I have fallen in love with women in an achy, strangled way.
I am not here to swoop in and save anyone. I have learned that a long time ago. I am no one's saviour, nor a rescuer of any kind. I am a girl in love with strong, oppressed women. I look at them and see my weakness; I look at them and see where I can be made strong.
I first began to feel this way when I started reading this book, and maybe it was because I was reading it in Uganda, but my eyes were opened in a new, and perhaps clearer, way. Like I had just put in my contacts for the first time, and I was blinking. The once fuzzy images sharpened and I began to see women. I really began to see them.
I see them in Canada, and they're strong too. My mom is strong. My sister is strong. My best friends are strong. I am surrounded by female strength. I think women are strong everywhere we go, and I'm proud to be one. I am.
But in Uganda their strength is sometimes invisible. It's weighed down beneath the achiness of their lives, a heavy weight of sadness that hasn't yet had time to be grieved. I saw pregnant women -- my heart feels as swollen as their bellies looked -- and maybe they would live through their birth, or maybe they wouldn't. I was naive, but they weren't. They knew there was no guarantee.
I spoke to some of my friends a few days before we parted. They had told me some things about their lives and I was crying, looking at them, saying, "I don't understand how you've done it. I don't understand how you're still here."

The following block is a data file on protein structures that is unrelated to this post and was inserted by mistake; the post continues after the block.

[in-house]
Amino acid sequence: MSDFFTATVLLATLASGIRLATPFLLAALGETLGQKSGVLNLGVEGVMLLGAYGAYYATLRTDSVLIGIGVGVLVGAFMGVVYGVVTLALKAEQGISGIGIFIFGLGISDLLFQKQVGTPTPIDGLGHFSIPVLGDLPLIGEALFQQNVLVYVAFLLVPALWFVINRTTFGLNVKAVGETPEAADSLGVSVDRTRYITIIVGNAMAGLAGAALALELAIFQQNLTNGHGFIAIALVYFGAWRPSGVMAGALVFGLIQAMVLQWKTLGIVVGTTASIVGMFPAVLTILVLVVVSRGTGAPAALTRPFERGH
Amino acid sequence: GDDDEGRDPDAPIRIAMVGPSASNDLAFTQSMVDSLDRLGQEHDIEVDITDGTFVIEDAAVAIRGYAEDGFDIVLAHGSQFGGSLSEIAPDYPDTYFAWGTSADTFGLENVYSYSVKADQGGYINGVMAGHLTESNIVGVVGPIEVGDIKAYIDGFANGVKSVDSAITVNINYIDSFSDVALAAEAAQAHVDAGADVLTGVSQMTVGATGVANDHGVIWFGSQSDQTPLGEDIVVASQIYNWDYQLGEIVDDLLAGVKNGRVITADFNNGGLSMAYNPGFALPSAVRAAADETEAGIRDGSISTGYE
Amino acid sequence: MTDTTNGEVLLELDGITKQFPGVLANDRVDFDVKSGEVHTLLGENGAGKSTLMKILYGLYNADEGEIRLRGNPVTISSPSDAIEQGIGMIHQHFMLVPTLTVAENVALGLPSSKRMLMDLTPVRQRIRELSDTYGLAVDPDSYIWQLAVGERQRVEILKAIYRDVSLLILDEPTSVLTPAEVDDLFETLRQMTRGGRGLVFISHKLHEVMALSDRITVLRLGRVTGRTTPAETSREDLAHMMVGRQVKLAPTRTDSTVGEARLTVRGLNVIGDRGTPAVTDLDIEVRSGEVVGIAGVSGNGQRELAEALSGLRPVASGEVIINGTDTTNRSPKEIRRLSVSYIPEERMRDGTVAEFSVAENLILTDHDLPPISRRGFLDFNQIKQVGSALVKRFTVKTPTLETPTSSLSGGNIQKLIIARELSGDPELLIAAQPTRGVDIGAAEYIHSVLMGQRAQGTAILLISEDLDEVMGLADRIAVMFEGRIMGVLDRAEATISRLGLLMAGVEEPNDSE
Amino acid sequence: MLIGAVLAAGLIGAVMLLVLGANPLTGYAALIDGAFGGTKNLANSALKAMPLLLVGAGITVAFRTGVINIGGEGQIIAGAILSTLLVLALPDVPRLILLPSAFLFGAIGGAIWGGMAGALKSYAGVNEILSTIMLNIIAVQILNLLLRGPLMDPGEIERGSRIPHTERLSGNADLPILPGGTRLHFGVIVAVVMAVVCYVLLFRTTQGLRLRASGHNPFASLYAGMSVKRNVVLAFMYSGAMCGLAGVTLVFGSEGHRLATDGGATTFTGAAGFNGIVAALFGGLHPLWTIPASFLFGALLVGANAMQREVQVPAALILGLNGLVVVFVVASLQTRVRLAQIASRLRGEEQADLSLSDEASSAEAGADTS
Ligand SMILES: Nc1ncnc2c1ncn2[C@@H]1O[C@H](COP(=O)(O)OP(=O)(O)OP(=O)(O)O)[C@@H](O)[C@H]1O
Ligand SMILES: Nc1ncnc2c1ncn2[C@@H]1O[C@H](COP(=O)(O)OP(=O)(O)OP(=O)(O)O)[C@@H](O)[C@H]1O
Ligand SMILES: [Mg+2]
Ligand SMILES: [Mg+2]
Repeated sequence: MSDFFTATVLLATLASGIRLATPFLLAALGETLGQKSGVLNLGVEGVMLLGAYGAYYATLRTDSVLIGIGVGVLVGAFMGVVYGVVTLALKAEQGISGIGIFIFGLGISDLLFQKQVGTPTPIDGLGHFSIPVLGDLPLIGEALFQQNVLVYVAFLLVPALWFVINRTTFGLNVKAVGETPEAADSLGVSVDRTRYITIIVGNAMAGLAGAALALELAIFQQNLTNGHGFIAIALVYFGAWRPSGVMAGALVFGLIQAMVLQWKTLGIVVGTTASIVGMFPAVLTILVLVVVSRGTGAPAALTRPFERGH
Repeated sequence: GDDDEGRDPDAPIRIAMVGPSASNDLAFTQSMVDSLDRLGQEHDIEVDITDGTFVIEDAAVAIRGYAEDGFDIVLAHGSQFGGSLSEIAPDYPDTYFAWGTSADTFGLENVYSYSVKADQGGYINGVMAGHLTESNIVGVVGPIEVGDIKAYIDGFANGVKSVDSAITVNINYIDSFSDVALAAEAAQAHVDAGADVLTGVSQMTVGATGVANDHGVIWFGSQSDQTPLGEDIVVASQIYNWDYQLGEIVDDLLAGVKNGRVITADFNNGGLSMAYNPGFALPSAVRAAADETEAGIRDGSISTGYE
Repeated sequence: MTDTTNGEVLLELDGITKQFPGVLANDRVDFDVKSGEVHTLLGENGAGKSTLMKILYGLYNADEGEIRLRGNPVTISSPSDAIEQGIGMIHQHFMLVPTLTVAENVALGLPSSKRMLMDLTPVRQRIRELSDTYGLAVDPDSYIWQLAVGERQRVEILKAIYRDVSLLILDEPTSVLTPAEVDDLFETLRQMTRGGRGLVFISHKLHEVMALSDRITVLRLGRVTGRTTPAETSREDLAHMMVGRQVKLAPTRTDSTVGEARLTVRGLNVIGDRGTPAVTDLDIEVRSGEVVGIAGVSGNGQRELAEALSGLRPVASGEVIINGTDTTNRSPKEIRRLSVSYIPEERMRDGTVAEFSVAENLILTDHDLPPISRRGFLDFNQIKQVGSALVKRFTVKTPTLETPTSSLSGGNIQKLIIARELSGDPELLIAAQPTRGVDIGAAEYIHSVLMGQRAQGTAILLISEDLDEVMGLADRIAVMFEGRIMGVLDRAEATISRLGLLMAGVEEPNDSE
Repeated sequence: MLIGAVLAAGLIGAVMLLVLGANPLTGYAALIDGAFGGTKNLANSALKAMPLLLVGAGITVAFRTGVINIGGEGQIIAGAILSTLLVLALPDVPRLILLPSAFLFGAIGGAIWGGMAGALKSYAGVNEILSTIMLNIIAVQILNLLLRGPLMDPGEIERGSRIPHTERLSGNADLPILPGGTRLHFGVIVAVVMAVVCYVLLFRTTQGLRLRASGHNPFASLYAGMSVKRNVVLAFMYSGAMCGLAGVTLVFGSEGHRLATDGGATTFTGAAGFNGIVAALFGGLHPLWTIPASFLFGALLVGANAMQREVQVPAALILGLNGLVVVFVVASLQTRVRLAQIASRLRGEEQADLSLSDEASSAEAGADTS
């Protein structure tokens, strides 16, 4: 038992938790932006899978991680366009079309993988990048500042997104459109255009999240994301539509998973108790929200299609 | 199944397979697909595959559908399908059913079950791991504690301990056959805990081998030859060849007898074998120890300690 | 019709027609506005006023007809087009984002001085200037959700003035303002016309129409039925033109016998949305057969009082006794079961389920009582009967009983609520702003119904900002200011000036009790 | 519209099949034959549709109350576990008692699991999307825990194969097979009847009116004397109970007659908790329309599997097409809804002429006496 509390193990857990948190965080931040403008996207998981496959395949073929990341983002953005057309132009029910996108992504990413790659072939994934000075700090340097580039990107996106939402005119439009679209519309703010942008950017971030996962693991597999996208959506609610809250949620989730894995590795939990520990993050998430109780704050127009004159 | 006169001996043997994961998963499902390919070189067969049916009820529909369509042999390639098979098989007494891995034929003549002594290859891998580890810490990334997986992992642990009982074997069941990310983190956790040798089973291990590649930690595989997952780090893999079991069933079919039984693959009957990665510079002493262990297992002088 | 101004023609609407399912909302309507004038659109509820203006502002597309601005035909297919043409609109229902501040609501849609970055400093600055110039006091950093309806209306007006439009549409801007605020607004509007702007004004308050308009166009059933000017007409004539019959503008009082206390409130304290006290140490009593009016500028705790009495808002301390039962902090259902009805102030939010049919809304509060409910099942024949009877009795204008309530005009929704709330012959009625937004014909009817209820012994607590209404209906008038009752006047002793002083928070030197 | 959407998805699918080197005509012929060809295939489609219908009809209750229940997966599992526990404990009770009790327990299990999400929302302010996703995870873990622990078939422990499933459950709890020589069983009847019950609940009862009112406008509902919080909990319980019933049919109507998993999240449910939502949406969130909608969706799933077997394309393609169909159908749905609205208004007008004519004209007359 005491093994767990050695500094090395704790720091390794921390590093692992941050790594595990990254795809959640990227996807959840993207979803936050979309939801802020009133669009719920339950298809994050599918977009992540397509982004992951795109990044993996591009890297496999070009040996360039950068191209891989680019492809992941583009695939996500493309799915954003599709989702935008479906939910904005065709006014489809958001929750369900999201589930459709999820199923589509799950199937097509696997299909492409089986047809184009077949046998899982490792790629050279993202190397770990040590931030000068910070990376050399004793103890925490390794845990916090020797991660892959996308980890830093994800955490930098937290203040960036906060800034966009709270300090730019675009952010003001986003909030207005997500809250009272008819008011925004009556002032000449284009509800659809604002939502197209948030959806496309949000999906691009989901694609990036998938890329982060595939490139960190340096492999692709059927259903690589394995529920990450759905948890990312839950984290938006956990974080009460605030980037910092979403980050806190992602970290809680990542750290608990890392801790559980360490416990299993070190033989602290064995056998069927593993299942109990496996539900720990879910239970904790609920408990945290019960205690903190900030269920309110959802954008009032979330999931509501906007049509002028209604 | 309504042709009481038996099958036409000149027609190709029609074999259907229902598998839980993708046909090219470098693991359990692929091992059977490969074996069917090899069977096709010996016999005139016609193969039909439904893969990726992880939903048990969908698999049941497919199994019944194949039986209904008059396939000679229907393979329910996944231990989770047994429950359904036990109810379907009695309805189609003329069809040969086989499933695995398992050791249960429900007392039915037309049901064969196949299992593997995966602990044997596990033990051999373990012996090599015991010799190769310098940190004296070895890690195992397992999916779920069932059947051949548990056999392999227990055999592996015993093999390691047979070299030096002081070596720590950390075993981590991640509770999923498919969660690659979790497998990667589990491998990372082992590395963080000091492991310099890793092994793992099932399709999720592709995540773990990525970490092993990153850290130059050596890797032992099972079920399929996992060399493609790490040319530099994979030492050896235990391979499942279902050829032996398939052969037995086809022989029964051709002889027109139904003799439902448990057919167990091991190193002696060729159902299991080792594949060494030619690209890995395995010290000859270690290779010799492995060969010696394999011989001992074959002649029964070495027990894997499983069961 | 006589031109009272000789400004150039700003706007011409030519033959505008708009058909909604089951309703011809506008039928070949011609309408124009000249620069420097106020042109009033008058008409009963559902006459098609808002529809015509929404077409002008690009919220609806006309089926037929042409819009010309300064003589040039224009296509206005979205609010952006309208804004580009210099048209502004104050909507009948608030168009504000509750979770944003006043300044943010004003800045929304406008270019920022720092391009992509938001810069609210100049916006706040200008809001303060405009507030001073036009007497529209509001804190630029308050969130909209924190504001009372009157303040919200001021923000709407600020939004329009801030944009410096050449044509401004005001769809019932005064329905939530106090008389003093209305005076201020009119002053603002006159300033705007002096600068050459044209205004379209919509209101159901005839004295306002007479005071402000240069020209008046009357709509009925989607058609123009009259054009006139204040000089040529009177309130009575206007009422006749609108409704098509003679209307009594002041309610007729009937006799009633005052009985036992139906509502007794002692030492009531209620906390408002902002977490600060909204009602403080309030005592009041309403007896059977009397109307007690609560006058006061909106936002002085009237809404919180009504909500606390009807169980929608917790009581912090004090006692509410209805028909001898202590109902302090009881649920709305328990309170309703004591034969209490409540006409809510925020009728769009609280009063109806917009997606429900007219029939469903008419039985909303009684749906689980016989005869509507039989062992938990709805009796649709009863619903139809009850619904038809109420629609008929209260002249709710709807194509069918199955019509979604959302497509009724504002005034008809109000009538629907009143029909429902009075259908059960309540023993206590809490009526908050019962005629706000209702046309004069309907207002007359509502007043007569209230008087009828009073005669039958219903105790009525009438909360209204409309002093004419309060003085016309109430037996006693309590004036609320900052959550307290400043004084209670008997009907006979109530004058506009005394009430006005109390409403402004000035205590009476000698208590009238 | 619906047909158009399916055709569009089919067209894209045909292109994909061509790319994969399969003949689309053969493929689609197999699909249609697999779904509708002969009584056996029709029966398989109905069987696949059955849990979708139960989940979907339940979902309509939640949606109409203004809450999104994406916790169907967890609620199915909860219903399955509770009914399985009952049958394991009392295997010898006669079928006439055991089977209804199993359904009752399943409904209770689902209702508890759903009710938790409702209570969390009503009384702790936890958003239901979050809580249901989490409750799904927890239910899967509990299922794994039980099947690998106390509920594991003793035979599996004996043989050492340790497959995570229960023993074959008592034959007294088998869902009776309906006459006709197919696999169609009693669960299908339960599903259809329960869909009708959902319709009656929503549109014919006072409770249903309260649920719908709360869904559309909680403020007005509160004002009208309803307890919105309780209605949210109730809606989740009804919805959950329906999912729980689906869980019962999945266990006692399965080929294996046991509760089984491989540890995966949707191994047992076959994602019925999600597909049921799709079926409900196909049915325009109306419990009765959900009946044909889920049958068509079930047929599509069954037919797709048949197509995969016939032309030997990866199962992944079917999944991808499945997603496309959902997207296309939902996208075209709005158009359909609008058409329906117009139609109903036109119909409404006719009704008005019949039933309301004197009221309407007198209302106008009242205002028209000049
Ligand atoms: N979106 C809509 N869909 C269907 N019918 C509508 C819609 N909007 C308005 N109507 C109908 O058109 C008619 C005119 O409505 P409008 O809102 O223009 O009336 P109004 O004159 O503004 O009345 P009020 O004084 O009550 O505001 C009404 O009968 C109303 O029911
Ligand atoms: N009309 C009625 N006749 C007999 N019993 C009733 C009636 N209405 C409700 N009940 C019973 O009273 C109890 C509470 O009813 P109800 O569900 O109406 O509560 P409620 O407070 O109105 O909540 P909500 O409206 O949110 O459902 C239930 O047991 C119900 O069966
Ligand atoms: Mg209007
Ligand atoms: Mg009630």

One of them looked at me softly, like I was a small child who didn't comprehend. I don't. How could I? My life is unendingly comfortable. "Aliza," she said across the table from me. "Sometimes the only choice you have is to survive. And you choose it. You survive."
I nodded but knew if our lives were switched I would be long gone by now.
I fell in love with women during my time in Uganda: fell in love with them in a way where I felt strangled by my own luxury, where I ached for release from their suffering. I fell in love with them in a way where I became forever unified. Where I know I can't forget them because I am one of them: a woman who could be strong and relentless against the things that are not right or good. A woman who could believe in other women, who could believe that there will come a day where women won't die because there is no fuel in the ambulance.
I fell in love with the women of our world last week. I hope someday you will too.